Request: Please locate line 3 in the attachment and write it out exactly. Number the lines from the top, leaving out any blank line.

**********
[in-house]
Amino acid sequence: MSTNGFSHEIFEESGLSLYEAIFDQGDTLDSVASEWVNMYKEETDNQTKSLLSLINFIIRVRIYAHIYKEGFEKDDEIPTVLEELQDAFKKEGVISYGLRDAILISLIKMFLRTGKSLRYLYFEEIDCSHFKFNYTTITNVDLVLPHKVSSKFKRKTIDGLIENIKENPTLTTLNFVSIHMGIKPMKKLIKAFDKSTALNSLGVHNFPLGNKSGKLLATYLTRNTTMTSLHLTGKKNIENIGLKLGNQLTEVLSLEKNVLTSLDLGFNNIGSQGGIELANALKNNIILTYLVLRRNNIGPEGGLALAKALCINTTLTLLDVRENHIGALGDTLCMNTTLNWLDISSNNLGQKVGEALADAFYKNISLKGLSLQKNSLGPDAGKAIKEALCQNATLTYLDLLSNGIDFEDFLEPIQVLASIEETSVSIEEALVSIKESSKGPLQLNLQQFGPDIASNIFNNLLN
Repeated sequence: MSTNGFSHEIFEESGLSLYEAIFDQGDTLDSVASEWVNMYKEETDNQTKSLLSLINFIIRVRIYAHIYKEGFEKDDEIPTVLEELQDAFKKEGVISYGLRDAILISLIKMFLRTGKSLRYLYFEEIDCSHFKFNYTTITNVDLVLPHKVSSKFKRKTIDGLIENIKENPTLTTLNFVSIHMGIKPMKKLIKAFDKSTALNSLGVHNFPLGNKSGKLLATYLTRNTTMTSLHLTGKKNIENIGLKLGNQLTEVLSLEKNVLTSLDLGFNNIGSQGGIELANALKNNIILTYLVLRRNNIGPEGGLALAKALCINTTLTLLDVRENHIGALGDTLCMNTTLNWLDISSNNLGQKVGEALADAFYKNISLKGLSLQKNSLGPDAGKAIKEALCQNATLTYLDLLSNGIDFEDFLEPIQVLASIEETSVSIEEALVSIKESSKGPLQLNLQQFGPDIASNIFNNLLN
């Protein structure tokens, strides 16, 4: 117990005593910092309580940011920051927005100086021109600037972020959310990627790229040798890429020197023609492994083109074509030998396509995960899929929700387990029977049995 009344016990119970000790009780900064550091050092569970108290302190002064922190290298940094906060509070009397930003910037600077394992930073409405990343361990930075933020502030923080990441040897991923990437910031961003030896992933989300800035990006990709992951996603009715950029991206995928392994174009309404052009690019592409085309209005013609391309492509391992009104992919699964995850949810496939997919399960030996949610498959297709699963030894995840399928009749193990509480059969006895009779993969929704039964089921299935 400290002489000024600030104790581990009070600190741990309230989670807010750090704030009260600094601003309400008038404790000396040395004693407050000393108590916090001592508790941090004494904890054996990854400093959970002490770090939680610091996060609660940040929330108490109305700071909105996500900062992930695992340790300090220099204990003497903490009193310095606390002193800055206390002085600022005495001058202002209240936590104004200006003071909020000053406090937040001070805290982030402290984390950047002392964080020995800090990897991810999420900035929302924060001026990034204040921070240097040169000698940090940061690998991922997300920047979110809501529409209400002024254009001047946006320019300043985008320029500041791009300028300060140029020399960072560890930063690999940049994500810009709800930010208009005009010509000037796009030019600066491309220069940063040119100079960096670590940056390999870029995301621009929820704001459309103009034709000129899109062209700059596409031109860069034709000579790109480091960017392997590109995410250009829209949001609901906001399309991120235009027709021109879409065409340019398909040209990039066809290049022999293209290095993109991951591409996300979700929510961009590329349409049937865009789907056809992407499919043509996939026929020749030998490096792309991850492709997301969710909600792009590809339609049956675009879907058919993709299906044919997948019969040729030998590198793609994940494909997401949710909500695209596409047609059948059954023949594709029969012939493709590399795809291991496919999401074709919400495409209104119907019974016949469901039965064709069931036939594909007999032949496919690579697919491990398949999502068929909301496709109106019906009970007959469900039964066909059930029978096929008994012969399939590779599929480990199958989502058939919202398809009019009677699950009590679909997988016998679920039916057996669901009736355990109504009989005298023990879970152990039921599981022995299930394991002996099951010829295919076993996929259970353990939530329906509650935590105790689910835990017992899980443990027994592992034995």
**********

Repeated sequence: MSTNGFSHEIFEESGLSLYEAIFDQGDTLDSVASEWVNMYKEETDNQTKSLLSLINFIIRVRIYAHIYKEGFEKDDEIPTVLEELQDAFKKEGVISYGLRDAILISLIKMFLRTGKSLRYLYFEEIDCSHFKFNYTTITNVDLVLPHKVSSKFKRKTIDGLIENIKENPTLTTLNFVSIHMGIKPMKKLIKAFDKSTALNSLGVHNFPLGNKSGKLLATYLTRNTTMTSLHLTGKKNIENIGLKLGNQLTEVLSLEKNVLTSLDLGFNNIGSQGGIELANALKNNIILTYLVLRRNNIGPEGGLALAKALCINTTLTLLDVRENHIGALGDTLCMNTTLNWLDISSNNLGQKVGEALADAFYKNISLKGLSLQKNSLGPDAGKAIKEALCQNATLTYLDLLSNGIDFEDFLEPIQVLASIEETSVSIEEALVSIKESSKGPLQLNLQQFGPDIASNIFNNLLN